To better understand the molecular basis of the contribution of CSCs to tumor progression, metastasis, and treatment resistance, many studies have identified biomarkers on the surface of CSC populations to distinguish them from the majority of tumor cells. Magnetic-activated cell sorting (MACS) is a CSC sorting technique. Magnetic NPs have unique magnetic activity and are one of the most actively studied NPs, usually ranging in diameter from 1 to 100 nanometers. Basically, magnetic NPs are classified as magnetically manipulated substances, consisting mainly of iron oxides or other metals (iron, nickel, or cobalt). MACS microbeads are superparamagnetic particles coupled to highly specific monoclonal antibodies. The cell surface-specific antigens are combined with stem cell markers such as CD44, CD133, and epithelial cell adhesion molecule (EpCAM), connected to the magnetic bead, and the cells labeled with the conjugated magnetic bead is separated by providing a uniform magnetic field to sort out the corresponding CSC population (Figure 3).

Figure 3
Figure 3 Magnetic-activated cell sorting (created with BioRender). CSCs: Cancer stem cells; MACS: Magnetic-activated cell sorting.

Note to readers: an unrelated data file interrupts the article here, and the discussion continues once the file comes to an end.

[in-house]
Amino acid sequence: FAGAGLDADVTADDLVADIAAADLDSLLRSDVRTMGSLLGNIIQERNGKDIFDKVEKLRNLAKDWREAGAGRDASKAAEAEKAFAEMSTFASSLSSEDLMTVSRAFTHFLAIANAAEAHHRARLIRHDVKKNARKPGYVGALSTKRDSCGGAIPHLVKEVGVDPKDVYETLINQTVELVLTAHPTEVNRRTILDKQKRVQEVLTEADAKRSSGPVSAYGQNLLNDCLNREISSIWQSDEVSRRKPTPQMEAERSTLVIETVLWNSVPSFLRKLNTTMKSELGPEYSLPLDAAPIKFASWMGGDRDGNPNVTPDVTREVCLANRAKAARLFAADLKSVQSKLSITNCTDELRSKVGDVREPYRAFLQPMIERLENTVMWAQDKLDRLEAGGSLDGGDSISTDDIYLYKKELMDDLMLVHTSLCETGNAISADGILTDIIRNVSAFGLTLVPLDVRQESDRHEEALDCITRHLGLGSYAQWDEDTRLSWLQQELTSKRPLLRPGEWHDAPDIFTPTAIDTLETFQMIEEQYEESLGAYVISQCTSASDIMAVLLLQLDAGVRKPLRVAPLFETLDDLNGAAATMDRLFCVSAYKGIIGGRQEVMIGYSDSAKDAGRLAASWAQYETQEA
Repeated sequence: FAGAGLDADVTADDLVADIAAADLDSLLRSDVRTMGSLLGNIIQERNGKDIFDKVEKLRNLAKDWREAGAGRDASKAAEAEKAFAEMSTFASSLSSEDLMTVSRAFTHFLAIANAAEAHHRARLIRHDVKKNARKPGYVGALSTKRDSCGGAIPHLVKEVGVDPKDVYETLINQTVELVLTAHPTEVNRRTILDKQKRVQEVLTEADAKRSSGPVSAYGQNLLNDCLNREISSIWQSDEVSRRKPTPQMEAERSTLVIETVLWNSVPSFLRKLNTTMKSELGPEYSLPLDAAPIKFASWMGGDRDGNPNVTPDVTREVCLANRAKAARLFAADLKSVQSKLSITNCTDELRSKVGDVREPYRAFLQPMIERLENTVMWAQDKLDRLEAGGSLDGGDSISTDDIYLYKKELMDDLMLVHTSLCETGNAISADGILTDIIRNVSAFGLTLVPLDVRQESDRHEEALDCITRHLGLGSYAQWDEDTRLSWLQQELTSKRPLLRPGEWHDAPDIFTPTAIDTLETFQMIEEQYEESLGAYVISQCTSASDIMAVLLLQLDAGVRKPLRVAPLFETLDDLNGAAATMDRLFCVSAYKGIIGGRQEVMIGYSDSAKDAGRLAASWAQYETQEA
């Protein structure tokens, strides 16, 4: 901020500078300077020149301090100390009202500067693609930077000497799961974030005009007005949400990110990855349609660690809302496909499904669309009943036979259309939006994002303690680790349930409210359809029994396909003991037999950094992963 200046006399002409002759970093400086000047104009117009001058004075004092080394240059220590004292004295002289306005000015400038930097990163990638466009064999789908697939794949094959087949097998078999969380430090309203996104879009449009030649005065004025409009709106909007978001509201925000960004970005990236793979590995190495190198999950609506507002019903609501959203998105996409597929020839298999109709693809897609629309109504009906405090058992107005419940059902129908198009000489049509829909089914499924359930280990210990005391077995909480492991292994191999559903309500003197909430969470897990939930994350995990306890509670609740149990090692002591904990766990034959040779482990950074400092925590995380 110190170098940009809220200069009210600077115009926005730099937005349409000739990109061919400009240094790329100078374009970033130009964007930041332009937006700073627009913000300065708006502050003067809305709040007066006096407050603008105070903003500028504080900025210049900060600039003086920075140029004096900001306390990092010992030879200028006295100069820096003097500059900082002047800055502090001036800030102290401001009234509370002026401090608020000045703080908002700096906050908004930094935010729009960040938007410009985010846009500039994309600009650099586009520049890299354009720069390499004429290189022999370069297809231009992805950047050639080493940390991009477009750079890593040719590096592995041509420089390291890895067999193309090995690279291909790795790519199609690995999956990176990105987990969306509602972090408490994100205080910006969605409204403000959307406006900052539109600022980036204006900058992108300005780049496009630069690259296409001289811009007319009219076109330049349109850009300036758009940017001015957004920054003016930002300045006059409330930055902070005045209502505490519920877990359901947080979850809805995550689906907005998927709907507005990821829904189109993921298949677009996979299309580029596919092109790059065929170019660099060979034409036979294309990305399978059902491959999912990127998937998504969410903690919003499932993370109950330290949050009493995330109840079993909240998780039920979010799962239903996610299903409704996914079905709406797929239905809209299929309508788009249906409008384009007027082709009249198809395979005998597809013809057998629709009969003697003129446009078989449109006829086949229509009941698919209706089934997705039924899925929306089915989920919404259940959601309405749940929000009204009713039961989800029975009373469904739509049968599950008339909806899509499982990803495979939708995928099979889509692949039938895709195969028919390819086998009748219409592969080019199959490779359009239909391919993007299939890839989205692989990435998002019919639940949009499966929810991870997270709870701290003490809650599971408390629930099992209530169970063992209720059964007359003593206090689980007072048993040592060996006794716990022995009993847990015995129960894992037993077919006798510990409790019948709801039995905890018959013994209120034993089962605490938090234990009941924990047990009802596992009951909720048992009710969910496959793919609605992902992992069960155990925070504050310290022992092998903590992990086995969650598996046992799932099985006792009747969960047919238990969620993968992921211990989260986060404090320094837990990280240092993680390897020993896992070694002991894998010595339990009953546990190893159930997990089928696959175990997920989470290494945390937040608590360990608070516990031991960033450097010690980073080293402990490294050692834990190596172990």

To date, nanomedicine has been focused on identifying alternatives to tumor therapy, with researchers focusing on the design of various nanocarriers, which have been used to load various anticancer drugs and herbal medicines to target tumor cells. In fact, according to the National Institutes of Health, there have been clinical trials involving the use of nanotechnology in CSC therapy (Table 1). Because the mechanisms of multidrug resistance are very complex and varied, targeting one mechanism alone does not address clinical needs. Nanocarriers have good stability, a high encapsulation rate and a high drug loading rate and have been proven to be effective carriers for genes and drugs delivered to tumor cells. This delivery induces apoptotic pathways and inactivates resistance genes for targeting tumor tissue to eliminate CSCs. According to the classification of nanotechnology used to target CSCs, they can be divided into Polymeric NPs(PNPs), liposomes, gold (Au) nanorods (GNRs), QDs, CNTs, GO, PTT, and magnetic fluid hyperthermia (Table 2).

Table 1 Clinical trials of advances in nanotechnology applied in cancer stem cells.
Trial name
NCT04907422Cluster of differentiation 24-gold nanocomposite expression using quantitative polymerase chain reaction        60
NCT04907422Nonconjugated cluster of differentiation 24 expression using quantitative polymerase chain reaction        60
Table 2 Nanocarrier systems for cancer stem cells.
Therapeutic agent
Cancer type
Delivery model
Cell line
CSC marker
PNPsCDFPancreasHA-SMA could be engineered to form nanomicelles with a potent anticancer agent, CDF MiaPaCa-2, AsPC-1CD44[42]
SFNBreastSFN/M-HA-SS-TA MDA-MB-231, Hs578t, MCF7, MCF10ACD44[44]
ITGA5BreastITGA5-targeting NPsMDA-MB-231-[48]
DOX, tariquidarBreastmSiO2-dPGMCF-7-[55]
DOX, tariquidarCancer cellTTNVHela, A547CD44[56]
miR-148a, miR-296-5pGMBnano-miRsGBM1AOct4/Sox2[60]